OCL Products Now Meet RoHS Materials Restrictions

Jan 11, 2021

Because Sustainability is Everyone’s Responsibility.

At OCL we are building sustainable solutions into everything we do. By incorporating environmentally conscious practices into our business, we aim to support the health of our ecosystem. By working sustainably to protect the climate, we support human and social health.

We aspire to be leaders in the lighting industry by operating sustainably and by helping our customers to reach their sustainability goals as a part of Legrand’s Corporate Responsibility Roadmap.

Check out our Sustainability page and brochure to learn more the sustainability initiatives that OCL is taking. >>


Why Sustainability?

According to the 2020 AIA Sustainability Report, summarized here by Inside.Lighting, 4 in 5 architects want to specify more sustainable materials.  However, only 1 in 3 architects feel that they are meeting that sustainable need currently. The desire to specify more sustainably is certainly there, but there are still challenges to face.

See the AIA charts, graphs and commentary »



OCL Announces RoHS Materials Restrictions in 32 products

Sustainability is imperative, and that’s why OCL is excited to announce that as of January 2021, we have completed RoHS 3 evaluation and materials restrictions for all parts used in thirty-two of our top fixture series.

Look for this label on OCL product spec sheets that meet RoHS Materials Restrictions:

You can also Search RoHS on our website to checkout our thirty-two products that meet these guidelines.


What is RoHS?

Started in the European Union in 2003, the Restriction of Hazardous Substances (RoHS), also known as Directive 2002/95/EC, restricts the use of hazardous materials in electrical and electronic products (EEE). This measure aims to promote the use and recycling of more sustainable products.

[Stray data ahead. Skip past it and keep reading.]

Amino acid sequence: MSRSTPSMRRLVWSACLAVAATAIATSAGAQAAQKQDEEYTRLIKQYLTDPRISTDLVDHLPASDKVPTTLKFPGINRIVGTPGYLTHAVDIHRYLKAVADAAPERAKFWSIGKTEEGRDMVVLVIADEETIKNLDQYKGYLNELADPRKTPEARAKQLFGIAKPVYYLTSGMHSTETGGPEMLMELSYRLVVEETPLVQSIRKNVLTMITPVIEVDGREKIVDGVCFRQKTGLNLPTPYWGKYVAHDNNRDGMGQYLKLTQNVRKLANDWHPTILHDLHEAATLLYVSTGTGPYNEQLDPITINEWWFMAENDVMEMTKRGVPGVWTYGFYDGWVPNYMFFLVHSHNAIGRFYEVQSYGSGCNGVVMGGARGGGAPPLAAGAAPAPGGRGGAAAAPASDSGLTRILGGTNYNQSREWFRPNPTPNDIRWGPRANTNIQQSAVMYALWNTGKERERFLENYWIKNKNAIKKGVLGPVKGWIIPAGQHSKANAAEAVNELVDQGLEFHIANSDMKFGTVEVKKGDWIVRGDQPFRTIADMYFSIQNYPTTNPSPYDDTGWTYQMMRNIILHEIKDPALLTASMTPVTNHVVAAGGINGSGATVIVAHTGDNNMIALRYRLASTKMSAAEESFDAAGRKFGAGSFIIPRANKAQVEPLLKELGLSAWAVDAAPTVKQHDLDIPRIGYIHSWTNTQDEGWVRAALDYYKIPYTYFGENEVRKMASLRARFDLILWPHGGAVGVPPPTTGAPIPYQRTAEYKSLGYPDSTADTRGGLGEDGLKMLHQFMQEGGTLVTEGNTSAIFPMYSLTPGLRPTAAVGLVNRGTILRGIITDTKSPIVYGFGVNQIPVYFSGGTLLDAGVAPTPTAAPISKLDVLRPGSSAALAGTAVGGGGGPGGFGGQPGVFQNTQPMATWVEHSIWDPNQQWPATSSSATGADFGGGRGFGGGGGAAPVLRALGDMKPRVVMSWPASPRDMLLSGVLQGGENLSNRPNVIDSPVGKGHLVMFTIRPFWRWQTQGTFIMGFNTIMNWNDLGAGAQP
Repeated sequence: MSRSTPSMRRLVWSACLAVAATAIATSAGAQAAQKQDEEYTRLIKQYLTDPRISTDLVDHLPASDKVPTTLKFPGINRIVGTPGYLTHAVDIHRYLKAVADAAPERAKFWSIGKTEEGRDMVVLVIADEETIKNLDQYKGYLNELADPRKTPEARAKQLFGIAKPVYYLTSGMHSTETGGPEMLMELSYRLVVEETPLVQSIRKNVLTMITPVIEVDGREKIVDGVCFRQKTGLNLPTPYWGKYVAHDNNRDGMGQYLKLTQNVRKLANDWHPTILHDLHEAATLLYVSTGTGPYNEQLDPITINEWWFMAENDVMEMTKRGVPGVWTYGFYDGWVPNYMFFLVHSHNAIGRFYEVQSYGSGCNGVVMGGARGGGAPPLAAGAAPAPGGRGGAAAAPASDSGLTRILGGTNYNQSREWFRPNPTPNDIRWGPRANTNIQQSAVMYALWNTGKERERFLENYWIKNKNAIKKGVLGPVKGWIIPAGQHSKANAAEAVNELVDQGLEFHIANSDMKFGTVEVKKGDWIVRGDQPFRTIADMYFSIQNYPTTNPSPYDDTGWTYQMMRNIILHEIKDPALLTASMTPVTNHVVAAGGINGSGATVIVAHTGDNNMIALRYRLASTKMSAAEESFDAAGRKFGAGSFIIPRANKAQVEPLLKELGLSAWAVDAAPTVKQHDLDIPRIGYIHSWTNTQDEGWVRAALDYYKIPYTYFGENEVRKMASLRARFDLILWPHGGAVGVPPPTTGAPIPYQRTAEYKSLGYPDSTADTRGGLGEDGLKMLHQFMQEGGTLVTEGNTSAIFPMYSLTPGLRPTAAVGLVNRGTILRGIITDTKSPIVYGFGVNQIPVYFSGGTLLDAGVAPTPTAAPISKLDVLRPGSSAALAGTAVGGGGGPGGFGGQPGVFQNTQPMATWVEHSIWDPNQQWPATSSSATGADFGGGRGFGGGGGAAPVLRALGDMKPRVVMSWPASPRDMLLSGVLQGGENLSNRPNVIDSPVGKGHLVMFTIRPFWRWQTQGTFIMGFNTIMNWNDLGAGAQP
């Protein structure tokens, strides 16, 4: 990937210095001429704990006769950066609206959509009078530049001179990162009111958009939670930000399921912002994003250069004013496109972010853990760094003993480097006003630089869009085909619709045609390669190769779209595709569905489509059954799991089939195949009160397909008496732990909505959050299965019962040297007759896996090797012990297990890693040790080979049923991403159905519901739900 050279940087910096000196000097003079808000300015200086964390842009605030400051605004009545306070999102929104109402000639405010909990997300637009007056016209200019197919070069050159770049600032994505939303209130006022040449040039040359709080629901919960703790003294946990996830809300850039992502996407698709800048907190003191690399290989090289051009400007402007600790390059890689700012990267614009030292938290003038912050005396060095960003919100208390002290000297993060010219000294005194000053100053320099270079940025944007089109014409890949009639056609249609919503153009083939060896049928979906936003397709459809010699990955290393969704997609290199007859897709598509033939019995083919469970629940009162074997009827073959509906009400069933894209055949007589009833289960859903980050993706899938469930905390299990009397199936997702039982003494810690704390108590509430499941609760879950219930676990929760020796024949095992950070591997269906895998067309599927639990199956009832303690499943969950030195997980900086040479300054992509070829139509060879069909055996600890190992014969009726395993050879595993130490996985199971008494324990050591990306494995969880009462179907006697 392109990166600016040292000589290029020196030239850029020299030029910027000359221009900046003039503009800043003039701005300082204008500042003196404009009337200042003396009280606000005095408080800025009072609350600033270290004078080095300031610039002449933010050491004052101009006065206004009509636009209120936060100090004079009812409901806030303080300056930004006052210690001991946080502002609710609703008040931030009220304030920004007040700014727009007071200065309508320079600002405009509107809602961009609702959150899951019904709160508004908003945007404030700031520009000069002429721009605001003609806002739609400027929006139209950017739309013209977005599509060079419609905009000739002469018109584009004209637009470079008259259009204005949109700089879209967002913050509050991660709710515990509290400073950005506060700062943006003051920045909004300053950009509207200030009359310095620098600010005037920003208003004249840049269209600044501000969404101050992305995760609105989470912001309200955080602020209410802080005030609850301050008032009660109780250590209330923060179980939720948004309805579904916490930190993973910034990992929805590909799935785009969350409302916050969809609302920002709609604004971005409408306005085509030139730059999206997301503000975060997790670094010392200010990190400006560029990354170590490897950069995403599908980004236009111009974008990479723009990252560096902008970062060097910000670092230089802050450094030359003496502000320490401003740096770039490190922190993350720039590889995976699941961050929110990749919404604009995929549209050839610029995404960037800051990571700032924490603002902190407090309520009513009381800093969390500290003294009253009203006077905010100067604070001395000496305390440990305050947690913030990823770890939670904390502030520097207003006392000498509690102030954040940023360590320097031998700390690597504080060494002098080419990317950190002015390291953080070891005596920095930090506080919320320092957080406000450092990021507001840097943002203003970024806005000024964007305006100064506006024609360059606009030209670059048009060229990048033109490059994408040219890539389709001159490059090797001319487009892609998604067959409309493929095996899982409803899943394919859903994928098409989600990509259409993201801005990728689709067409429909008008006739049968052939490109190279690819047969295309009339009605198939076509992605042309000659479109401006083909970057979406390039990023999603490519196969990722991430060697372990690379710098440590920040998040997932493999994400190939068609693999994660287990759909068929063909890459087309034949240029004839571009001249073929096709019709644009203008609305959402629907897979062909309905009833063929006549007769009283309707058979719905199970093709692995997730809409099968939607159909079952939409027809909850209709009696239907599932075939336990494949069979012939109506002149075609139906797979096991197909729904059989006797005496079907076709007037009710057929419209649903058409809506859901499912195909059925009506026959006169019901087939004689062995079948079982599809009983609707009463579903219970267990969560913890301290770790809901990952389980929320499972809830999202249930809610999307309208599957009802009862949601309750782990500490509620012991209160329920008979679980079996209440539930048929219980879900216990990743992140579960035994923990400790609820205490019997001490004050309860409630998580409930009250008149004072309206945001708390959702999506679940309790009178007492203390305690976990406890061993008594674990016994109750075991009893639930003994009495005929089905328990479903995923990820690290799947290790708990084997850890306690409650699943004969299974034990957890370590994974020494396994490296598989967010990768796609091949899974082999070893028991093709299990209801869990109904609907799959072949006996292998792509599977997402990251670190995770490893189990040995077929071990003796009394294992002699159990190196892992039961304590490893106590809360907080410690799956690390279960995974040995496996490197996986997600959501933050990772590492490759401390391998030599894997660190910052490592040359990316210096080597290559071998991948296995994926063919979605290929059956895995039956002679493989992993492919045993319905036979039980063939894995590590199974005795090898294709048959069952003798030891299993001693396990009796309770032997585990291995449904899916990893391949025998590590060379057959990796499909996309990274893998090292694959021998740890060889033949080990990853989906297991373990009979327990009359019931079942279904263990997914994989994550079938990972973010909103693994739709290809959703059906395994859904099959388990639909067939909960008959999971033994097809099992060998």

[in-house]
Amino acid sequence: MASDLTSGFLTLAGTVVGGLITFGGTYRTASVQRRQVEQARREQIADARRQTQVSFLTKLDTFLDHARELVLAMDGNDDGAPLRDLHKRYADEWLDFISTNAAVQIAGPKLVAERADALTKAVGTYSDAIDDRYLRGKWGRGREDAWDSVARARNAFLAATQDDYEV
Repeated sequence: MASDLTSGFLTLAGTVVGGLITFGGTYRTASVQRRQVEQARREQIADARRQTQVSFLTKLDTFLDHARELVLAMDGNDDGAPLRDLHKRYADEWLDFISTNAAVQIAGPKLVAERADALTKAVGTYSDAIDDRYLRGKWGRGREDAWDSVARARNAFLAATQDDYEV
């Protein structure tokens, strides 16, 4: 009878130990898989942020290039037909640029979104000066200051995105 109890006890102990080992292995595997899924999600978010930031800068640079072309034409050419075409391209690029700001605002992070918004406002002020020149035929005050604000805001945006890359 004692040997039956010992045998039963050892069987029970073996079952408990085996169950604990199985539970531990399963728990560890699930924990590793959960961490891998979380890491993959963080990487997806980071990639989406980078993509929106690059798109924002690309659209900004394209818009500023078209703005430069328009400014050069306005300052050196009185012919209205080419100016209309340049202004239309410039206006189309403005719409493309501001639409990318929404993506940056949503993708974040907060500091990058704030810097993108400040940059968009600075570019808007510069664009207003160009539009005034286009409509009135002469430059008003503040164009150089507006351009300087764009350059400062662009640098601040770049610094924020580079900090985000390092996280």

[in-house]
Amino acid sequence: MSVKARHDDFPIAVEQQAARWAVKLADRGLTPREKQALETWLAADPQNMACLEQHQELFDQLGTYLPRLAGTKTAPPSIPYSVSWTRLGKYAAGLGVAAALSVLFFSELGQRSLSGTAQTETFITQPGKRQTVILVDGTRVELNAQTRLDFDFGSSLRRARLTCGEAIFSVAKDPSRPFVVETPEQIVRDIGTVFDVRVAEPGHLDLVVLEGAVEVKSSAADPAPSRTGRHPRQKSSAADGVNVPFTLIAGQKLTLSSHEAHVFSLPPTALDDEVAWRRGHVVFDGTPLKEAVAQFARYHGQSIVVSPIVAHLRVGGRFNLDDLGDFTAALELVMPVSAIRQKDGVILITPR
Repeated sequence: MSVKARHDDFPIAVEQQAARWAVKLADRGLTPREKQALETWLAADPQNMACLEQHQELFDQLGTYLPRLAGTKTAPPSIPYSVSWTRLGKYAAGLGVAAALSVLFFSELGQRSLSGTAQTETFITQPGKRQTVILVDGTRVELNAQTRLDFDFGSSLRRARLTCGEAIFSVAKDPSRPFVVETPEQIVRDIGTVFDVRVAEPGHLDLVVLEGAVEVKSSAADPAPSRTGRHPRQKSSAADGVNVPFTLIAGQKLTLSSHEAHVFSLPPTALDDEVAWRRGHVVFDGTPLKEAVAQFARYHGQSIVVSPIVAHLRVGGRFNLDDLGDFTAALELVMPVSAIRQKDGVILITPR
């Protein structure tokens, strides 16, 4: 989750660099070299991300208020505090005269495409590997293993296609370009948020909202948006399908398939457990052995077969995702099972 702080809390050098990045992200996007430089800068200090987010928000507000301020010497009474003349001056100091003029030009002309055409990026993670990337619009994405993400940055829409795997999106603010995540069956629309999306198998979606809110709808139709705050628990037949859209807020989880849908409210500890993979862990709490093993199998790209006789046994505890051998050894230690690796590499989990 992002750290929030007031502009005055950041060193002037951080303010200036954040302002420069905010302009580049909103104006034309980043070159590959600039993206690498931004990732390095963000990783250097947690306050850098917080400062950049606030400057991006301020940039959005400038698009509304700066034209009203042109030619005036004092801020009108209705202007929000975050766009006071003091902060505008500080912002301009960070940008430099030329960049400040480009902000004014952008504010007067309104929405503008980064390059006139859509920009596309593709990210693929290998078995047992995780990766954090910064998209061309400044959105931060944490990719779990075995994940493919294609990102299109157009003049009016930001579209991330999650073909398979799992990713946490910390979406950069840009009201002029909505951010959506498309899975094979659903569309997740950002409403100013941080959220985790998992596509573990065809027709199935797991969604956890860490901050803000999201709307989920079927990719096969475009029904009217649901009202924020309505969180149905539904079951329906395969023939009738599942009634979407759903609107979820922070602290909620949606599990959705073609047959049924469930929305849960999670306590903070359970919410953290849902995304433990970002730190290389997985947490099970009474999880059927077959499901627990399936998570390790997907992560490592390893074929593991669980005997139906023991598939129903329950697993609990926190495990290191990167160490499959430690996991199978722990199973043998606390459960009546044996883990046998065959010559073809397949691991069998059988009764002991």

In order to protect the environment, the following substances are banned under RoHS: lead (Pb), mercury (Hg), cadmium (Cd), hexavalent chromium, (CrVI), polybrominated biphenyls (PBB), polybrominated diphenyl ethers (PBDE), and four phthalates (DEHP, DIBP, BBP, BBP).

The RoHS Directive requires manufacturers to minimize their use of these substances because they pollute landfills. RoHS 3 adds four additional restricted substances. Products are tested to see if they meet these standards by using a portable RoHS X-ray fluorescence analyzer.

Healthcare and sustainability intersect under RoHS. The healthcare industry has its own compliance regulations under HIPAA, which also apply to manufacturing of electric and electronic products. Thus, RoHS and HIPAA are connected in this way.

Visit the RoHS Compliance FAQ (rohsguide.com) for more information. >>


Why RoHS?

During a time of so much uncertainty in the world, it is now more important than ever to manufacture products sustainably. The National Measurements Office (NMO) monitors to make sure these regulations are being followed. The world is becoming increasingly digitized at a staccato rate through the advent of mobile phones, healthcare machines, and other devices, which is why regulations like RoHS are very helpful.

RoHS regulations help to promote safety at each stage of the lifecycle of electronics. The impact of the harmful chemicals that RoHS bans may not be seen immediately, but it has the potential for harmful consequences overtime. While transitioning products to meet the RoHS standards can sometimes be challenging, it ultimately improves the overall welfare of consumers, employees, and the environment.


Sustainable products start with transparency

At OCL, we are actively integrating sustainability into our processes so we can proudly contribute to your High-Performance Building initiatives and organizations.